The six power symbols lay on the floor. Slowly, the glow that had surrounded them faded away, and the cavern was still.
Lewa let out a long breath. “The Bohrok-Kal,” he said. “Are they…?”
“They did not live as we understand life, so they cannot die,” Kopaka answered. “But they have been defeated.”
Tahu nodded. “Did you see that krana-kal escaping?” he asked.
“I did,” Gali said. “I expect the others managed to get away, too. But I don’t think we need to worry. Without the Bohrok-Kal to house them, the krana-kal will remain powerless.”
“Then we have won!” Tahu said, hardly daring to believe it.
Kopaka nodded. “It seems so,” he said, his cool voice tinged with admiration. “Thanks to our wise sister. How did you know, Gali?”
Gali shrugged. “I didn’t,” she admitted. “I gambled that tapping the power of the symbols would feed the Bohrok-Kal more energy than they could control. In the end, the only power that could defeat them was their own.” She turned toward Tahu. “There’s one thing I don’t understand,” she said. “The Vahi – where did you get it?”
“Vakama gave it to me,” Tahu said. “Along with a warning – that its power might be too great for even a Toa to wield. He was nearly right.”
As he remembered the surge of power that the Vahi had sent through him, a surge of energy welled up. He held up his sword, seeing flames dancing along its length. Hardly daring to believe what he saw, he pointed the sword at a nearby rock, blasting it with searing flames.
Kopaka was watching him. “So our powers have returned,” he said. Glancing toward the cavern ceiling, he pointed his own ice blade. A moment later an icy staircase had formed.
Tahu led the other Toa Nuva toward the icy staircase. The Bahrag were once again safely contained in their underground prison. It was time for the Toa Nuva to return to the surface.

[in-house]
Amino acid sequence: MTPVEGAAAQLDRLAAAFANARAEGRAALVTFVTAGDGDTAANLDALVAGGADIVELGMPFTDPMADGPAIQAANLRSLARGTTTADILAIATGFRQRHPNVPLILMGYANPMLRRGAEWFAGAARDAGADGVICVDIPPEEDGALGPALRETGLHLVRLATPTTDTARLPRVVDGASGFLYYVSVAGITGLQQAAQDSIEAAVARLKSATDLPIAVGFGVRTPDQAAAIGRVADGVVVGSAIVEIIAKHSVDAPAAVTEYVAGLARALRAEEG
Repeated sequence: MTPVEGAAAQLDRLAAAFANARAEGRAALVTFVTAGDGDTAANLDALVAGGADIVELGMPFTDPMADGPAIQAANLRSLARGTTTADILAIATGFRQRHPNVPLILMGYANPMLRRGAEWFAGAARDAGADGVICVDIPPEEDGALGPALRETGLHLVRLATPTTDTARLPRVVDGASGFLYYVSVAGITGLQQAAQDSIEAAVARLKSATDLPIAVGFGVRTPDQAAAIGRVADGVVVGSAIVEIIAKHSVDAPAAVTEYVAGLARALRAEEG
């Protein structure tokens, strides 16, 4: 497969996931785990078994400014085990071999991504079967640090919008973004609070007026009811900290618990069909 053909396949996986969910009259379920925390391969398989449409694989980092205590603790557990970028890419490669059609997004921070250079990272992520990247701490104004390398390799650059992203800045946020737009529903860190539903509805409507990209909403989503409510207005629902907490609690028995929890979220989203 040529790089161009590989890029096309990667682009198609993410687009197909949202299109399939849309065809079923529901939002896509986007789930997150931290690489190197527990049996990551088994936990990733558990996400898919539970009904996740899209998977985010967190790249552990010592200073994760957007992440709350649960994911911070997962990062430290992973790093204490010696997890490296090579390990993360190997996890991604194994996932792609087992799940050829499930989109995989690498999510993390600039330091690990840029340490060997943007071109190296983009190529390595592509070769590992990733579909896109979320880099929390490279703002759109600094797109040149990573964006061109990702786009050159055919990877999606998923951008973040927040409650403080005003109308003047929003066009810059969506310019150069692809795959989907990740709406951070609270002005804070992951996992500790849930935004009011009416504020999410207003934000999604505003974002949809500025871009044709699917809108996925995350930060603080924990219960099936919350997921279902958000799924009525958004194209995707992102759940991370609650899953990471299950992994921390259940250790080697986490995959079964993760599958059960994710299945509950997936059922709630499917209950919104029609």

None of the Toa Nuva could relax before the first rays of sun penetrated the dark tunnel – a sign they were at last reaching the surface.
Once safely above, the six Toa sank to the ground in relief. Gali glanced at Tahu with unease, still trying to process what he had just revealed – still trying to understand how he had kept the Great Mask of Time a secret for so long. What other secrets might he be hiding?
But she suppressed her unease – now was not the time. Instead, forcing a smile, she turned to her fellow Toa Nuva and said, “Well, brothers, what do you think? Will we be able to put Mata Nui right again?”
“Of course,” Tahu said. “I think we’ve finally learned our lesson.”
“What lesson?” Lewa said. “You mean the lesson that a Toa’s work is never done?”
Pohatu chuckled. “No, he’s probably talking about the lesson that we should always pay attention to Gali’s hunches.”
“Or that only bad-yuck things happen underground,” Lewa added, grinning.
“Yes, all of those lessons, brothers,” Tahu said with a smile. “But also the most important one of all. Don’t you get it?”
“I know what you’re thinking, brother,” Gali said, hoping she was right. “Three little words, right?”
Kopaka nodded, speaking up for the first time since Tahu’s speech had ended. “Unity, duty, destiny,” he said.
“Right,” Tahu said. “When we keep those three words in mind, the Toa Nuva can do anything!”